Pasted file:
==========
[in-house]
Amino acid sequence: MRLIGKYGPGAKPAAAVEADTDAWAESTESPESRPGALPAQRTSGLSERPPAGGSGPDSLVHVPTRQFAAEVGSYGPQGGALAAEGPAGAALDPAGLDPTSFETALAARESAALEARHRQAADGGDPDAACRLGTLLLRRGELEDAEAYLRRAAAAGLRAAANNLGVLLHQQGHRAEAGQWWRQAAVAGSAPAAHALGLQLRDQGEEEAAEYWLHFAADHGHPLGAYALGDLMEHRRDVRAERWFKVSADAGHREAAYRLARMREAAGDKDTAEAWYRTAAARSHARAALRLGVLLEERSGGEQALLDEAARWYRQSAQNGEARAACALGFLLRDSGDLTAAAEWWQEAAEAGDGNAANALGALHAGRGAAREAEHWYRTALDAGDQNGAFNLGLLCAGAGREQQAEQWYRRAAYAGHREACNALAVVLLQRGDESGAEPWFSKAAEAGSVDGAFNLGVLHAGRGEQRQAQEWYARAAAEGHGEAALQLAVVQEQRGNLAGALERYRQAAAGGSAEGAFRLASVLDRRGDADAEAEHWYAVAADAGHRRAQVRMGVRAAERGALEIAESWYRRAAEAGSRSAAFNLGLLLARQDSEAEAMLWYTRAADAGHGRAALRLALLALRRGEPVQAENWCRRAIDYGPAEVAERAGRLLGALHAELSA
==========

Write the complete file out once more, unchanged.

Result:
[in-house]
Amino acid sequence: MRLIGKYGPGAKPAAAVEADTDAWAESTESPESRPGALPAQRTSGLSERPPAGGSGPDSLVHVPTRQFAAEVGSYGPQGGALAAEGPAGAALDPAGLDPTSFETALAARESAALEARHRQAADGGDPDAACRLGTLLLRRGELEDAEAYLRRAAAAGLRAAANNLGVLLHQQGHRAEAGQWWRQAAVAGSAPAAHALGLQLRDQGEEEAAEYWLHFAADHGHPLGAYALGDLMEHRRDVRAERWFKVSADAGHREAAYRLARMREAAGDKDTAEAWYRTAAARSHARAALRLGVLLEERSGGEQALLDEAARWYRQSAQNGEARAACALGFLLRDSGDLTAAAEWWQEAAEAGDGNAANALGALHAGRGAAREAEHWYRTALDAGDQNGAFNLGLLCAGAGREQQAEQWYRRAAYAGHREACNALAVVLLQRGDESGAEPWFSKAAEAGSVDGAFNLGVLHAGRGEQRQAQEWYARAAAEGHGEAALQLAVVQEQRGNLAGALERYRQAAAGGSAEGAFRLASVLDRRGDADAEAEHWYAVAADAGHRRAQVRMGVRAAERGALEIAESWYRRAAEAGSRSAAFNLGLLLARQDSEAEAMLWYTRAADAGHGRAALRLALLALRRGEPVQAENWCRRAIDYGPAEVAERAGRLLGALHAELSA